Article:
Ben Macintyre is another journalist who knows how to do research and how to write. The result is a fascinating book, both thorough and highly readable, which has provided my relaxation this Easter weekend. Thank you!
The story (The Man Who Never Was) has been well known for over fifty years: Churchill's spooks mounted a deception exercise involving a dead body carrying fake papers washed ashore in Spain. By this means they succeeded in significantly misleading Hitler (possibly with some unexpected help from an anti-Hitler German aristocrat high up in German intelligence). As a result, Hitler had his forces in the wrong places when the Allies invaded Sicily in 1943. Thousands of Allied military lives were probably saved for a very modest outlay in pounds, shillings and pence.
Because it's in the News, I have been thinking about social mobility and internships. Put the spooks and other players in Operation Mincemeat through the grinder of those issues.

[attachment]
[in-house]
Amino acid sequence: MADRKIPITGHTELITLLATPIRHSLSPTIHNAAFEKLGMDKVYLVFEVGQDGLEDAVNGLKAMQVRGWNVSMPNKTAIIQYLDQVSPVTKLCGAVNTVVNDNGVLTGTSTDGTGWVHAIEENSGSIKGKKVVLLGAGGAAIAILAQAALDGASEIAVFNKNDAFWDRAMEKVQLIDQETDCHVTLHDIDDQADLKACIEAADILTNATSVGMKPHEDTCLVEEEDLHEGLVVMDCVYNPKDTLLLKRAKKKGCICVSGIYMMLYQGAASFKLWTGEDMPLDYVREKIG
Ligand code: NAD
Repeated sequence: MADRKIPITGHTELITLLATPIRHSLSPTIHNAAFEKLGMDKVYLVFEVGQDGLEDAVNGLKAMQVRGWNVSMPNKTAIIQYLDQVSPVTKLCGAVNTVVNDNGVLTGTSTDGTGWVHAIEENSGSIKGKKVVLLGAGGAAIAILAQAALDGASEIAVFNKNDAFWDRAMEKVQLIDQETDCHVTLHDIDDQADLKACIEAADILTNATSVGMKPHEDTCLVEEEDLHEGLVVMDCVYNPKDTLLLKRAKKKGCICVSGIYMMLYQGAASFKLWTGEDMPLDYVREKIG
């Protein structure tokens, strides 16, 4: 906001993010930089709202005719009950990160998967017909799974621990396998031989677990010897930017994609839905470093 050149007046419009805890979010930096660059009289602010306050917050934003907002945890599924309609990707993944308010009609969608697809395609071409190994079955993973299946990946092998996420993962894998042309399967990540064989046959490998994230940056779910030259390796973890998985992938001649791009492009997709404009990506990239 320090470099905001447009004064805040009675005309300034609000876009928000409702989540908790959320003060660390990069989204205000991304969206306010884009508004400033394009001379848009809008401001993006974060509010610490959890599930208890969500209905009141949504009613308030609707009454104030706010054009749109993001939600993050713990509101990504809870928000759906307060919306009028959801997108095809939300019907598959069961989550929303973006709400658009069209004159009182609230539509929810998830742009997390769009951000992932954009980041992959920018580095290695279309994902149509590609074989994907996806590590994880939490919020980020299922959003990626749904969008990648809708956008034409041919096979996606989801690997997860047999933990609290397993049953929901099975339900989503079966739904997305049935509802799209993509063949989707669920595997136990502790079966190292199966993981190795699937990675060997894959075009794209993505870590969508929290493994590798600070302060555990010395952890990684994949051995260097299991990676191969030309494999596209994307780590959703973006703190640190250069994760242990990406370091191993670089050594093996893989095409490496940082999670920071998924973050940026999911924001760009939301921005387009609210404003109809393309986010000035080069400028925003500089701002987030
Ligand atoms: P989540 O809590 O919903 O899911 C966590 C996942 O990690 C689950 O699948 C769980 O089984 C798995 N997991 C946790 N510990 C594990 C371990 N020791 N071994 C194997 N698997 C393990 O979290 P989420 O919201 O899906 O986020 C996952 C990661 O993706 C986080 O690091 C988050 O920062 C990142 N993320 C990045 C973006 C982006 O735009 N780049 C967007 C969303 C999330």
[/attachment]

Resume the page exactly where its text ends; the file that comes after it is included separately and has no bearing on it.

In many respects, the desperate struggle of World War Two forced the UK to open careers to talents. At the same time, as this book indicates, networks of privilege and sponsorship continued to operate - sometimes with disastrous results (think of the Cambridge circle of Soviet spies).
But I cannot at the moment convince myself that one would have got a better result than the clubland aristocrats and upper-class / upper middle-class eccentrics achieved in their Whitehall intelligence basements had one insisted on open recruitment and no sponsorship. It seems to me that these people were often the glitzy showmen or the nerds and anoraks of their day who would never had the chance to show their real abilities had they been put through some politically-correct recruitment procedure. Horses for courses, and not all courses are alike.
I will try to find something to read on this subject, specifically in relation to World War Two. Any suggestions?